Many of us who work in the criminal justice system have come to understand the profound connection between poverty and mass incarceration. Put simply, individuals with criminal histories – even minor ones – find it exceedingly difficult to enter the workforce and provide for their families. One pragmatic response to this problem is to incarcerate fewer people, particularly in local jails.
While much of the public debate and academic discourse focuses on the challenges of reducing federal and state prison enrollments, mass incarceration is a problem with a significant local dimension too. As of June 30, 2013, an estimated 731,208 persons in the U.S. were confined in local jails; a much larger total of 11.7 million persons were imprisoned in local jails at some point over the preceding year. More than 6 out of 10 of those jailed in the U.S. have yet to be convicted of any crime. Indeed, many of those held in pretrial detention are actually eligible for release yet they cannot afford to post bail – often nominal amounts of money. And contrary to popular thinking, the overwhelming majority of criminal prosecutions concern relatively minor offenses. In New York City, three out of four cases that make it to criminal court are misdemeanors – a total of more than 235,000 cases in 2012.
Any time spent behind bars is harmful to individuals, families, and communities. In many cases, the use of jail makes society less safe: studies have consistently found that incarceration does not deter re-offending, with some research indicating that it actually increases the odds of recidivism. Further, while most people tend to be released after relatively short sentences, the consequences of incarceration are lasting and damaging. The fact is we could divert a significant percentage of the American jail population without appreciably increasing risk to public safety. Alternatives to detention and incarceration will improve the life trajectories of people living in poverty.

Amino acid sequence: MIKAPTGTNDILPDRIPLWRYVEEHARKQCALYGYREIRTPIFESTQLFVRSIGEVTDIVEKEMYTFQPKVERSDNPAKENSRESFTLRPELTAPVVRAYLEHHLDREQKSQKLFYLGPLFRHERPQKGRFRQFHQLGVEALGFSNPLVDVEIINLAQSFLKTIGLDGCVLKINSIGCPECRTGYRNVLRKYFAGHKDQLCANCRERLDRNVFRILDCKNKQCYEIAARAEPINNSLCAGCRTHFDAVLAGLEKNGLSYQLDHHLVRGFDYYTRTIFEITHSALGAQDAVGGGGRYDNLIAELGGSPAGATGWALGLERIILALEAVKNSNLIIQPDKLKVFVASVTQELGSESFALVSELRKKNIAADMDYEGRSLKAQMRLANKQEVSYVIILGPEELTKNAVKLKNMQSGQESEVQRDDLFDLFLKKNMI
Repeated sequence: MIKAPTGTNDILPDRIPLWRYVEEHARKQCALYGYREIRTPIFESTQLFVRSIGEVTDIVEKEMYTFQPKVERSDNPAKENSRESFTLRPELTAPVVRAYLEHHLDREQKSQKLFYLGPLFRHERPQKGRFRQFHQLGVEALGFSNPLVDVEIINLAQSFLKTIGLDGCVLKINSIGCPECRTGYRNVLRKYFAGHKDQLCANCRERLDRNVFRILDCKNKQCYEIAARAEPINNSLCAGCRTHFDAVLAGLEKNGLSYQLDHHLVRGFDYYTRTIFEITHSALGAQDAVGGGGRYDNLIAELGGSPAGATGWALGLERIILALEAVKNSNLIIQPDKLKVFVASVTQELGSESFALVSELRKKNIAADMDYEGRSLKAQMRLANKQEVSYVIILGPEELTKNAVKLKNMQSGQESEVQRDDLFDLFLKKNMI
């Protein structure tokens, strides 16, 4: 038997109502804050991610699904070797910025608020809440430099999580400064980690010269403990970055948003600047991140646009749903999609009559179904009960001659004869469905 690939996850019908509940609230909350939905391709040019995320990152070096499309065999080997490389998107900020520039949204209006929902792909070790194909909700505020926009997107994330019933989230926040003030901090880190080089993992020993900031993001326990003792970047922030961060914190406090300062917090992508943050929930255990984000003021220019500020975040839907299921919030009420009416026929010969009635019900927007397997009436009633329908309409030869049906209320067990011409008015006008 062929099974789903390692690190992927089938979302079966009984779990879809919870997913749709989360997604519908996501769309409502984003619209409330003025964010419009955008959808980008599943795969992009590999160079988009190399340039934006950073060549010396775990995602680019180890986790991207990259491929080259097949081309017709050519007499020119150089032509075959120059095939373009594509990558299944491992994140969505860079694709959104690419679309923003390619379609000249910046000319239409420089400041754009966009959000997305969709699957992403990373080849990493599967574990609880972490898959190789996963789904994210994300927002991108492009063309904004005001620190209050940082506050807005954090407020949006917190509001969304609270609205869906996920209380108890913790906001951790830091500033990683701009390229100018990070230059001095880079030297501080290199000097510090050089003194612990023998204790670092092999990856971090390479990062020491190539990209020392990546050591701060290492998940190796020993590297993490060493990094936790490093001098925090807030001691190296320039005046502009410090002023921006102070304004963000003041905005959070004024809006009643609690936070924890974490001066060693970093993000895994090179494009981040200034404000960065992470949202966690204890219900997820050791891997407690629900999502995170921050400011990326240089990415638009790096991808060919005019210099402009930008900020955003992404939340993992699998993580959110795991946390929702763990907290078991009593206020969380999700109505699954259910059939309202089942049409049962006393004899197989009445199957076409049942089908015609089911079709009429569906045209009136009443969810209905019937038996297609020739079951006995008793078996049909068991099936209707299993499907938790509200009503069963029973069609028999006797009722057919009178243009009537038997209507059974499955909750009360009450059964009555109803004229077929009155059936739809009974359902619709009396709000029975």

Brooklyn Justice Initiatives (BJI) in New York City, for example, seeks to forge a new set of responses to misdemeanor offending. This effort is a unique collaboration—one involving the New York State Court System, the Mayor’s Office, Kings County District Attorney’s Office, Brooklyn Defenders, Legal Aid Society, NYC’s Criminal Justice Agency, the Center for Court Innovation, and the Probitas Foundation.
BJI looks to reduce the use of jail by providing judges with responsible and cost-effective community-based alternatives. Staffed by a team of court-based social workers, case managers, and court liaisons that works in collaboration with defense counsel, prosecutors, and judges, BJI serves as an alternative to jail for two distinct populations: people with pending misdemeanor cases who face the possibility of bail they cannot afford; and people who have pled guilty to misdemeanor offenses. For the first group, BJI offers a pre-trial supervised release program, working to ensure that defendants appear in court through close supervision and also connecting them to voluntary social services, such as job training, educational assistance, drug treatment, mental health counseling, and other needed interventions. For the people who have pled guilty, BJI offers social and community service alternatives to jail, as well as specialized trauma-informed programming for individuals arrested for prostitution and related charges. (Trauma-informed intervention is critical to assisting defendants arrested on these charges; they are almost invariably victims, struggling to cope with the enduring horrors of childhood sexual abuse, assault, and exploitation.)